The management plan does not provide a firm number of POC hours for quality control; rather, as stated above, one FTE was set aside for "POC duties," to include quality control work. /8/ The IRO, recognizing that the PWS did not require any specific amount of time for quality control work, found the MEO plan acceptable mainly because quality control is inherent in the POCs' functions. Spreading the quality control responsibilities among the POCs, who are directly familiar with the work and the responsibilities of the subject matter groups they oversee, was considered to be more effective than having a single quality control individual monitoring diverse work requirements spread over six technical teams. The IRO reasoned that the MEO's proposed quality control effort would be sufficient in light of the MEO's limited size and its well-trained, experienced work force, which has performed the requirements for years with only minimal supervision. The MEO's plan set forth a philosophy of problem prevention, proposed certain measures of performance quality, and offered quality control software to track and report the status of performance and reported problems. Tr. at 129-32 and 146; Management Plan at 32-33; Technical Performance Plan at 3, 8, 17, 19.

Remtech asserts that the IRO's and AAB's acceptance of the MEO's quality control plan is unreasonable because, according to Remtech, insufficient staff hours have been proposed for the PWS quality control requirements. In examining the quality control plan, to deduce the number of hours available under the MEO plan for quality control work, the IRO reasoned that 606 annual hours of one FTE would be available for the POCs' quality control and program management functions. /9/ Given the high quality of performance by the MEO's highly-experienced staff, and the close working relationship between the POCs and staff, including their direct involvement and familiarity with the work to be performed and assessed for quality control, the IRO found the MEO's quality control plan, and the hours available to accomplish that plan, sufficient to meet the PWS's requirements for quality control. /10/

Our review of the record provides no basis to question the reasonableness of the MEO's proposed approach to meeting the quality control requirements of the PWS, or the IRO's acceptance of the hours available under the MEO plan for those requirements. While we recognize that the MEO staffing plan does not provide many hours for quality control separate from other tasks, the PWS here, as stated above, simply did not set forth any minimal or suggested staffing requirement for that function. Remtech has not shown that a higher level of staffing, like its own, was required in order to be technically acceptable under the PWS. Just as two competing private sector offerors may reasonably propose different levels of staffing, depending on each offeror's technical approach and proposed efficiencies, so, too, the in-house plan may be based on a level of staffing different from that offered by the private sector proposal. BAE Sys., B-287189, B-287189.2, May 14, 2001, 2001 CPD Para. 86 at 20. Clearly, it was an exercise of Remtech's business judgment to propose the substantial staffing it put forth for this function.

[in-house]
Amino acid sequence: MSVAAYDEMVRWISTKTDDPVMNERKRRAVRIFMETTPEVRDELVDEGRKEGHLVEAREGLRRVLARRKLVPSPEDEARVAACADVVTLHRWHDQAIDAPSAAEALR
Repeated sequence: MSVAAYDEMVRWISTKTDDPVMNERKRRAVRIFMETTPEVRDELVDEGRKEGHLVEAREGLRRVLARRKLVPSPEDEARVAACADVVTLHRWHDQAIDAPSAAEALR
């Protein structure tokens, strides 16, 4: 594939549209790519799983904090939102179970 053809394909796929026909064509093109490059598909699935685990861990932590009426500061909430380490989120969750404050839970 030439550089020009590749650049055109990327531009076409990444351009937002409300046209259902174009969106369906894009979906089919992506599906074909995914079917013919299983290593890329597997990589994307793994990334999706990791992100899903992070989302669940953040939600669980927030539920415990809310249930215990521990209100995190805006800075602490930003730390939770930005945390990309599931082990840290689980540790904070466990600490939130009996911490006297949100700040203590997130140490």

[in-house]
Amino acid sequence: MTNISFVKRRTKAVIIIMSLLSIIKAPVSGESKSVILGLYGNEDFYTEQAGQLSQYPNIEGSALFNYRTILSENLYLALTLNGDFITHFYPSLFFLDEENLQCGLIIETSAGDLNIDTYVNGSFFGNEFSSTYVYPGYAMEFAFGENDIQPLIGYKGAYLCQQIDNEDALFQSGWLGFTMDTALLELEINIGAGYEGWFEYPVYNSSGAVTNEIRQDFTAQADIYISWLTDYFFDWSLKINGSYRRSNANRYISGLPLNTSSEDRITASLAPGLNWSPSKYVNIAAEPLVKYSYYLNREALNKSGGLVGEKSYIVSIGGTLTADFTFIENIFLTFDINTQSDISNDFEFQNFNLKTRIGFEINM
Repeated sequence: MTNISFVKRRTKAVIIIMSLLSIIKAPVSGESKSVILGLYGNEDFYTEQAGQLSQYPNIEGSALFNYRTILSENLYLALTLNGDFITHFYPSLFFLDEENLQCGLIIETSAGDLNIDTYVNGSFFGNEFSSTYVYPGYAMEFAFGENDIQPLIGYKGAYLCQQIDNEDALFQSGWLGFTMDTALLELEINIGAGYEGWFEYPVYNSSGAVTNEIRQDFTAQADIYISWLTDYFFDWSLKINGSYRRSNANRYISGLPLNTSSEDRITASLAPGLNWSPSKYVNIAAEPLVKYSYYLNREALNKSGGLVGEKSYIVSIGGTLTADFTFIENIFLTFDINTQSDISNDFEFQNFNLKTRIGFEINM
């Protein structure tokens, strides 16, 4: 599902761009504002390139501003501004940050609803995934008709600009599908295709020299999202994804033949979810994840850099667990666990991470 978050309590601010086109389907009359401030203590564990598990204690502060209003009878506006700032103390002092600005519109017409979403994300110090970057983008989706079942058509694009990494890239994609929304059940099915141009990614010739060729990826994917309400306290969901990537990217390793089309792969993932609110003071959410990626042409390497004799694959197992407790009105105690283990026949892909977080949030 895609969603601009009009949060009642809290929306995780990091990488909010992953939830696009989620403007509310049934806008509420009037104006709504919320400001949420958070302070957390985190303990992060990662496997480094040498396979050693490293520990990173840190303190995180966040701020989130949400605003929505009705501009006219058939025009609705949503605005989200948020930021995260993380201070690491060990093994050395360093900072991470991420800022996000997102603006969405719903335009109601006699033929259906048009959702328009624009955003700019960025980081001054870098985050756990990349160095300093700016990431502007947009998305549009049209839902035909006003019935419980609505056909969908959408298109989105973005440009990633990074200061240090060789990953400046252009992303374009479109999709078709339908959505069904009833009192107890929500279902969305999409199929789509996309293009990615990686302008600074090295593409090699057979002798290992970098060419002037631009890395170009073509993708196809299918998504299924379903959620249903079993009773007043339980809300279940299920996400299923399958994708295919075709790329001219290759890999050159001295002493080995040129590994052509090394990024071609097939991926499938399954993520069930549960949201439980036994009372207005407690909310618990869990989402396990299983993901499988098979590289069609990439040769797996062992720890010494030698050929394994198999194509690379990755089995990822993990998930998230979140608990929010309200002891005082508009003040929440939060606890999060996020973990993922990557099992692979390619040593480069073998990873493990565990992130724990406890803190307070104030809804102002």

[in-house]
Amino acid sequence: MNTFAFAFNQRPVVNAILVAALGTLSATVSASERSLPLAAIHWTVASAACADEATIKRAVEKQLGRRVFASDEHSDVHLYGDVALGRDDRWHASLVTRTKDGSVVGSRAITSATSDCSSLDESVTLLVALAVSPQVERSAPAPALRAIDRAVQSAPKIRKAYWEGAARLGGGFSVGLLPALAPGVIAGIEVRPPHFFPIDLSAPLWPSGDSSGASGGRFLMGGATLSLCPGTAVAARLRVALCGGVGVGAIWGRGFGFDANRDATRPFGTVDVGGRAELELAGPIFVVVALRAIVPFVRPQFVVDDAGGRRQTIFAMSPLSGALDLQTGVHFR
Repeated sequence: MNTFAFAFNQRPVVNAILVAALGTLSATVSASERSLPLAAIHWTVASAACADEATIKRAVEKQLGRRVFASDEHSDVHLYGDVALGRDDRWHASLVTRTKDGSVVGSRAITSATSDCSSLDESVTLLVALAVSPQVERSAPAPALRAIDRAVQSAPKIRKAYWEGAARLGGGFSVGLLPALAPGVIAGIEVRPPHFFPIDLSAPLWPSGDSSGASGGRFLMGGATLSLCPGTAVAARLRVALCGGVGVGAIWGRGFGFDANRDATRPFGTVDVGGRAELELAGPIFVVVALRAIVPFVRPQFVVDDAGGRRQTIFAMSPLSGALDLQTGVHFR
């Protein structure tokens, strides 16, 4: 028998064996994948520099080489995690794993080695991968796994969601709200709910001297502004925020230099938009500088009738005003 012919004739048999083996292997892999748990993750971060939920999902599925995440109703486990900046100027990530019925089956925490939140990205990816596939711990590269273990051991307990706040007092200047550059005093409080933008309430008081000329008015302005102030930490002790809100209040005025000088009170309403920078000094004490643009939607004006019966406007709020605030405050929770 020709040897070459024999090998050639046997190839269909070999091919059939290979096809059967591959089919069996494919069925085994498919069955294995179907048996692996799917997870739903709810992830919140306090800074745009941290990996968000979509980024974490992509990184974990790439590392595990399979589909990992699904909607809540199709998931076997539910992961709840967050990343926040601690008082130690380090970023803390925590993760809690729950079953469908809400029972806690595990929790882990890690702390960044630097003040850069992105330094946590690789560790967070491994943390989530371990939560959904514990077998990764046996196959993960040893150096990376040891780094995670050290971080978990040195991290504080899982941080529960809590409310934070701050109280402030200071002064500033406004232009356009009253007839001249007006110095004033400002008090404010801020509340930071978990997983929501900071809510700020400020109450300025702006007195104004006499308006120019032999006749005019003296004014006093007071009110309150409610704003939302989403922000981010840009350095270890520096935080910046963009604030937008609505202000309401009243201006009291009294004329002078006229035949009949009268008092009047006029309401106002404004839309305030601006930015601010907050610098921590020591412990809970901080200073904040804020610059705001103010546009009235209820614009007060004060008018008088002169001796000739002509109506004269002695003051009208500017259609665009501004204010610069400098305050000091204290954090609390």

Our review supports the reasonableness of the IRO's acceptance of the plan as meeting PWS minimum requirements. The MEO plan set out its quality control philosophy (of prevention versus problem-solving), as well as its methods to measure performance (using automation and reporting software, sampling, and audits) and to meet reporting requirements (with technicians reporting to the POC, who report to agency officials). Tr. at 68-71. As to staffing the quality control function, the MEO plan clearly set forth the role and responsibilities of the POCs in meeting the PWS quality control requirements. In sum, in light of the MEO's use of well-trained, highly experienced staff known to have performed the required services for years at a high level of quality; the preventative and corrective measures in the plan; the close working relationship of the POCs charged with monitoring the quality of the performance of the technicians with whom they work; the POCs' substantial familiarity with all work processes and required services; the use of specialized software and automated procedures for work requests and quality control reports; the very infrequent occurrence of past service complaints; and the limited size of the MEO organization here, we have no basis to question the reasonableness of the IRO's and AAB's determinations that the MEO adequately anticipated and costed its quality control function, clearly inherent in the POCs' stated duties, to meet the PWS's quality control requirements. Tr. at 17-19, 38-39, 151-53 and 163-64.

Remtech next argues that the MEO does not include sufficient program management staffing to meet the PWS's requirements for an adequate management plan. In support of its argument, Remtech cites PWS Sec. C-, which required offerors to submit a draft management plan for evaluation (with a final plan to be submitted prior to performance). The management plan was to set out the intended management personnel, operations (e.g., scheduling, work flow, and adherence to standards), overall management, including cost control, and staffing matrix showing management interactions within the organization.